by chris mills
Former: What makes a classic? Yeah, that’s what I’m asking. You may say I’m remedial (hell, perhaps you already have), but that’s today’s query. BECAUSE I happen to be in a company that is doing a production off Death of A Salesman in the fall (Oct 22, 14th St. Y theatre—c’mon down), and I read yesterday that Avery Brooks is to star in a production at Oberlin, directed by Justin Emeka, a professor of theater and Af-Am studies. I, of course, both have and am developing a set of reasons as to why this particular Miller (not my favorite), why Miller (easier for me to answer) and what the particular joy is about entering into a space SO mapped out, SO well-trod, so known. And what it might mean for both maker and viewer to come out on the other side. What do we learn from investigating what's already been investigated?
It sounds like a loaded question, but I mean it with all honesty (and weird joy, because theater is so caught up in the resuscitation of what already been done).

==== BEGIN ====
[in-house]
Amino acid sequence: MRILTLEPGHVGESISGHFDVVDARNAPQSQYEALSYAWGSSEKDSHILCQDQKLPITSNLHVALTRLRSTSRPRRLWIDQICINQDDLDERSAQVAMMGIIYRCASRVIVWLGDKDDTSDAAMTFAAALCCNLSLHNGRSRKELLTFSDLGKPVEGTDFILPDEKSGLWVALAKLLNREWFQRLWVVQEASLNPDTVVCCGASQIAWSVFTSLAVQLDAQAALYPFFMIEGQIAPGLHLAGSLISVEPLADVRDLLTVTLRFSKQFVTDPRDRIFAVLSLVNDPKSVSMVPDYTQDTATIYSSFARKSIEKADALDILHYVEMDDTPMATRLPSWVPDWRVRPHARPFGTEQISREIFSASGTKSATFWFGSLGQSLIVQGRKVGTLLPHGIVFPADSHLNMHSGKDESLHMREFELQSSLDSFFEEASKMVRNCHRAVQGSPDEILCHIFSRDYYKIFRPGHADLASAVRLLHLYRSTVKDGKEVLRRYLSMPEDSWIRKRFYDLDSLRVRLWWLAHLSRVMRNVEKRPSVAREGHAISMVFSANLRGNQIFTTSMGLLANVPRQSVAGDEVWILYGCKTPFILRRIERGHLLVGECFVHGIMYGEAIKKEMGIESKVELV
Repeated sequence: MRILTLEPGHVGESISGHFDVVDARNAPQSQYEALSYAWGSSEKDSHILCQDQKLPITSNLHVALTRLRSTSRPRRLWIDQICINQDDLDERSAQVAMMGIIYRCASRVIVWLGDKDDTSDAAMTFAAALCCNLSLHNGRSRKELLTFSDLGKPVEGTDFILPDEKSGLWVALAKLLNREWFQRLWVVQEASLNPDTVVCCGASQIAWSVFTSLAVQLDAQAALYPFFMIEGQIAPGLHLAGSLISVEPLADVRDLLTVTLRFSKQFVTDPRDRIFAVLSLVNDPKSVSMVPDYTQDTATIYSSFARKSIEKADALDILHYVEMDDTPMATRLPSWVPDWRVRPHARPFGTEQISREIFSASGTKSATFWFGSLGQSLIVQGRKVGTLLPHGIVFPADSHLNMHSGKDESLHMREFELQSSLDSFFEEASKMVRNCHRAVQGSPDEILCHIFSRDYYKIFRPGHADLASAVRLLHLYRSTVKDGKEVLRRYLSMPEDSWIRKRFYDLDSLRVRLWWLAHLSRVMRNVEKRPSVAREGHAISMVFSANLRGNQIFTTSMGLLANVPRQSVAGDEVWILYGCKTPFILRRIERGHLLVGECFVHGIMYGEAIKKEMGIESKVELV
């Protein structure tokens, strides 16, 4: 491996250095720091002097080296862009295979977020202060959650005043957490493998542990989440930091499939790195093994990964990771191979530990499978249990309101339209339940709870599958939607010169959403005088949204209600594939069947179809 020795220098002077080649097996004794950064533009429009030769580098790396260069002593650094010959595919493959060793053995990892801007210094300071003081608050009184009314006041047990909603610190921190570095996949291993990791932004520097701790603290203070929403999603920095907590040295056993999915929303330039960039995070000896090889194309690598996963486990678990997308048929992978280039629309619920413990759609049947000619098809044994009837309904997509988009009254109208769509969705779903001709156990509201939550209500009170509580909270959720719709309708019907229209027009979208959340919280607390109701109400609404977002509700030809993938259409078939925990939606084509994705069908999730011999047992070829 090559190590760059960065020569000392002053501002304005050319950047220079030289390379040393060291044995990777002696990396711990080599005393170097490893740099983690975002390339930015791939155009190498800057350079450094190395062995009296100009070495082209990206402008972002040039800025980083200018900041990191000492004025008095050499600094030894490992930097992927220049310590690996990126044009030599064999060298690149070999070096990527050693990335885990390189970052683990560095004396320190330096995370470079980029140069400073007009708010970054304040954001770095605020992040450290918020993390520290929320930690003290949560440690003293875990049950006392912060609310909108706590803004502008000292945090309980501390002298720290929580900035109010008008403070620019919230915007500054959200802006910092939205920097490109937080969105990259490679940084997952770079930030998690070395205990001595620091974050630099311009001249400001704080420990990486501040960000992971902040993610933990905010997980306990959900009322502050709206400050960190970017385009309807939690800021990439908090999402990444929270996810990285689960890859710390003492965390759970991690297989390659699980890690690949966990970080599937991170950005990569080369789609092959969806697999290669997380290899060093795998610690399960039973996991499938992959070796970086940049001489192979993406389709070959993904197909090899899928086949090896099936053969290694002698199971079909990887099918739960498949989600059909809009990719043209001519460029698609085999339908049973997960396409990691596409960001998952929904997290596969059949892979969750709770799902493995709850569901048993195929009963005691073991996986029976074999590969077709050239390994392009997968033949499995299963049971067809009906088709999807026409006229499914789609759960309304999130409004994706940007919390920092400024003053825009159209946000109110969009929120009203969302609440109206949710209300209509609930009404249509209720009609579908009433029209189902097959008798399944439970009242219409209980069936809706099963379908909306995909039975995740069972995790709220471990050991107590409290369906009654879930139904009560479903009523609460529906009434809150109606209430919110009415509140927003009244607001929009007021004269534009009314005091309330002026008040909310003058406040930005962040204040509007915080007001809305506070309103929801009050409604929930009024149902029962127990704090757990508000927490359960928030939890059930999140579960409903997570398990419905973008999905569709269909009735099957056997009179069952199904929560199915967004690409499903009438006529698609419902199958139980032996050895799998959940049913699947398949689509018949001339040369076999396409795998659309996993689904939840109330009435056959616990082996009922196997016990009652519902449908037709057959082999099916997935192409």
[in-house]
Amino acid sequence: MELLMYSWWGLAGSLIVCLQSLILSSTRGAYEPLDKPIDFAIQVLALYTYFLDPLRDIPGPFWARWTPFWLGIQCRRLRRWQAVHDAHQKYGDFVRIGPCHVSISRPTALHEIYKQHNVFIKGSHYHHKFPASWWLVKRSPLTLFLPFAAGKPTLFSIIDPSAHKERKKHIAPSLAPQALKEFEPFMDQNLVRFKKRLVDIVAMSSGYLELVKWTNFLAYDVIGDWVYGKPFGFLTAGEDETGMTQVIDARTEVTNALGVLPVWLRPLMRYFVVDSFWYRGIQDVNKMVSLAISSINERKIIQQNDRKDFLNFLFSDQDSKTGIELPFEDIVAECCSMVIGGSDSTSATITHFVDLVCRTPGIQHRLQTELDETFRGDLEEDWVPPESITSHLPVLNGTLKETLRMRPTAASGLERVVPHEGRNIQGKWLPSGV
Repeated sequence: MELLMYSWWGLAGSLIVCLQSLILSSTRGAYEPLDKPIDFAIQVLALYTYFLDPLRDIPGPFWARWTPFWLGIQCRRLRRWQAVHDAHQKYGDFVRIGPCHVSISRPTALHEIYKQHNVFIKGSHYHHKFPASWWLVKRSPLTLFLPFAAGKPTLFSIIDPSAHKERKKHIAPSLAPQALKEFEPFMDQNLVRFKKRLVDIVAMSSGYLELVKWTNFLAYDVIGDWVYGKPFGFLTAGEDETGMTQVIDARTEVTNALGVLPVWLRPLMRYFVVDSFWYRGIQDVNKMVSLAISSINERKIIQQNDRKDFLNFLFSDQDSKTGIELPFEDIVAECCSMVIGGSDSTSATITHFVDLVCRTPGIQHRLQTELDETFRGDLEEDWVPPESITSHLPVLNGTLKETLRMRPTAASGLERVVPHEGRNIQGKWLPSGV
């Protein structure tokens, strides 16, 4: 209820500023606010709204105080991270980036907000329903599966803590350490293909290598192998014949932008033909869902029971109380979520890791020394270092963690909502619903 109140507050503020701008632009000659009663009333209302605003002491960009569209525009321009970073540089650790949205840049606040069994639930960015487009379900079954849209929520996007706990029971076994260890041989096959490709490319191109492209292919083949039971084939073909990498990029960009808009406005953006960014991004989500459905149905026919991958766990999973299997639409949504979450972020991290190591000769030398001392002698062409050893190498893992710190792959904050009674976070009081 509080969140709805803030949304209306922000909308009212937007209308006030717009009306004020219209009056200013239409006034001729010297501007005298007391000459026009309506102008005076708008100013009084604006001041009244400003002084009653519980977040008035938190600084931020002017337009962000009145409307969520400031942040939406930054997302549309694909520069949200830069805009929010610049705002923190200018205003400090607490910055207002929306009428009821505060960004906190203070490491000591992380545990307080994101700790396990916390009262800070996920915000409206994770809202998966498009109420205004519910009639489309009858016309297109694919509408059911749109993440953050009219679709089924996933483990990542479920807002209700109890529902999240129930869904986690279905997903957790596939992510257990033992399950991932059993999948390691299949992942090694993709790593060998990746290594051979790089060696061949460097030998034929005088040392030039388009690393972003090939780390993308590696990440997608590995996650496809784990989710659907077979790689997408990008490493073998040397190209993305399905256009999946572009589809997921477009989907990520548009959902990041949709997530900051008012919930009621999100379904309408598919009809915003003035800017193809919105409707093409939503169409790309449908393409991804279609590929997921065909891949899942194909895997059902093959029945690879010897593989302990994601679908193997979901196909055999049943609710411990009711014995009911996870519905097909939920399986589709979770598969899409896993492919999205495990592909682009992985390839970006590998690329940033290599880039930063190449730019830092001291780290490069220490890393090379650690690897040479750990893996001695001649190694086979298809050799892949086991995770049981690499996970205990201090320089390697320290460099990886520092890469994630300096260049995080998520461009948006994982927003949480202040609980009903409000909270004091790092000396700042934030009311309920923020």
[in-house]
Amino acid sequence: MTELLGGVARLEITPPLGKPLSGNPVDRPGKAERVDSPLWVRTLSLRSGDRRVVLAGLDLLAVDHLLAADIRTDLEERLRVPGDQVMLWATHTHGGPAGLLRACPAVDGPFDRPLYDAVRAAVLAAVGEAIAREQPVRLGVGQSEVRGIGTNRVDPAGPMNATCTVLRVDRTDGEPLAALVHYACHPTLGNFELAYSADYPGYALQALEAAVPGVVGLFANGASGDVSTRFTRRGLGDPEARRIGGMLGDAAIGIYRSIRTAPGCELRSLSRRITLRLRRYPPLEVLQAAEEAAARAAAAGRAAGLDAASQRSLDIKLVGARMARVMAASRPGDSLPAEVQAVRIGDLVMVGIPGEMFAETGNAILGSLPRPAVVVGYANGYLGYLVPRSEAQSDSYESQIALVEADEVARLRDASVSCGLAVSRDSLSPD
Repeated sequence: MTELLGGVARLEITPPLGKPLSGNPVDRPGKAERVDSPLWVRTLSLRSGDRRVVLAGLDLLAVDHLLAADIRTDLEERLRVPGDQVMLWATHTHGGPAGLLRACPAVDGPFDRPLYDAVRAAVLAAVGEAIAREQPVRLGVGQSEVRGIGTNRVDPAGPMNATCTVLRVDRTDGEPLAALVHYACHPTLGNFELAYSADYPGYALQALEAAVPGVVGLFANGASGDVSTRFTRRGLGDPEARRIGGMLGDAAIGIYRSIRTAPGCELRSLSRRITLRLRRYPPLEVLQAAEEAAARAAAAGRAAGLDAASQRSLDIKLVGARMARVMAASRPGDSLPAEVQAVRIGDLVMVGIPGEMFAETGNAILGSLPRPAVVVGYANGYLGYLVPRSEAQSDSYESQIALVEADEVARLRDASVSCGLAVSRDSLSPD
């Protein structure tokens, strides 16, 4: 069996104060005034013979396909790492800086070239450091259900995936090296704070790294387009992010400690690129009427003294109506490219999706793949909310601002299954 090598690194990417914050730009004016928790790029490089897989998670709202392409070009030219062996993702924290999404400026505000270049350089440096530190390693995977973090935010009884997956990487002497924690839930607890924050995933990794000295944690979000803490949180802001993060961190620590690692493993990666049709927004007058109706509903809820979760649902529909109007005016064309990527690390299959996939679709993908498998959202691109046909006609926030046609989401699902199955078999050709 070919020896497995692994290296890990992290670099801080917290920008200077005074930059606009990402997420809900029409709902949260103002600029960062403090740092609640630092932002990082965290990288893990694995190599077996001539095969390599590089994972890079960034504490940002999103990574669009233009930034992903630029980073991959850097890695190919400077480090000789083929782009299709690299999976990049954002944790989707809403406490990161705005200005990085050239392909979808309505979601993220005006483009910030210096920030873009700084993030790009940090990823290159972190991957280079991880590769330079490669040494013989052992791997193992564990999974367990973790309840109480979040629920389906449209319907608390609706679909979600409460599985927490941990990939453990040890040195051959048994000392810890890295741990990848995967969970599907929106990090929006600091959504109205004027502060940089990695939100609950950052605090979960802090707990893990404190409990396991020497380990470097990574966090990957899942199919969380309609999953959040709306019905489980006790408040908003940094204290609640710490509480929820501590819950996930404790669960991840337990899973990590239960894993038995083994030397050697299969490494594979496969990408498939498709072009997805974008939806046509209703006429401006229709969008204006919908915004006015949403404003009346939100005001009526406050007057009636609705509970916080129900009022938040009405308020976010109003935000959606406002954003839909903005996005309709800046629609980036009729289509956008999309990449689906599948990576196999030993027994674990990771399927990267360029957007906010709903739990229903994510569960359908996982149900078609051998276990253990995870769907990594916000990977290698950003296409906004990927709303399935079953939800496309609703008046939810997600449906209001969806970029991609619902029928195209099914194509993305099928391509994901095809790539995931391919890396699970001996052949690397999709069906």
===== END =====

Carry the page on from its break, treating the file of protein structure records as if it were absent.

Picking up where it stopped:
Latter: Information. I mentioned Jake Hooker’s show, What We Should Judge When We Judge… to you and got a chance to see it last night. And it was a delightful take on the “performative lecture,” which is a form I love and think is developing as more and more people take up its concerns. For me, it’s kind of like the explosion of “performance art” (a term I hate to use as it became—deservedly so, in many instances—a catch-all for bad work) in the 80s. It was a moment in which there was a kind of power as artists and others decided that they were able, and had the right, to make live art. But, what’s interesting and different in this 2008 performance chapter, The Performance Lecture is that it often deals with some deep or arcane or philosophically dense subject. And the subject (last night’s started with Greek Lyric poetry—remember iambic vs. trochaic? Pindar, Sappho and Anacreon?) is important to the piece and well-examined but also functions (in the best use of the form) as a springboard to ruminations that range far and wide, frequently returning to questions about “the human condition.” It’s a different form than the well-made play, say, which shows these questions; the performance lecture instead asks/asks about these questions through a veil of information, rather than through a creation of detailed realism. And what is the query, Chris Mills (you might be asking)? My question to you is: What works for you?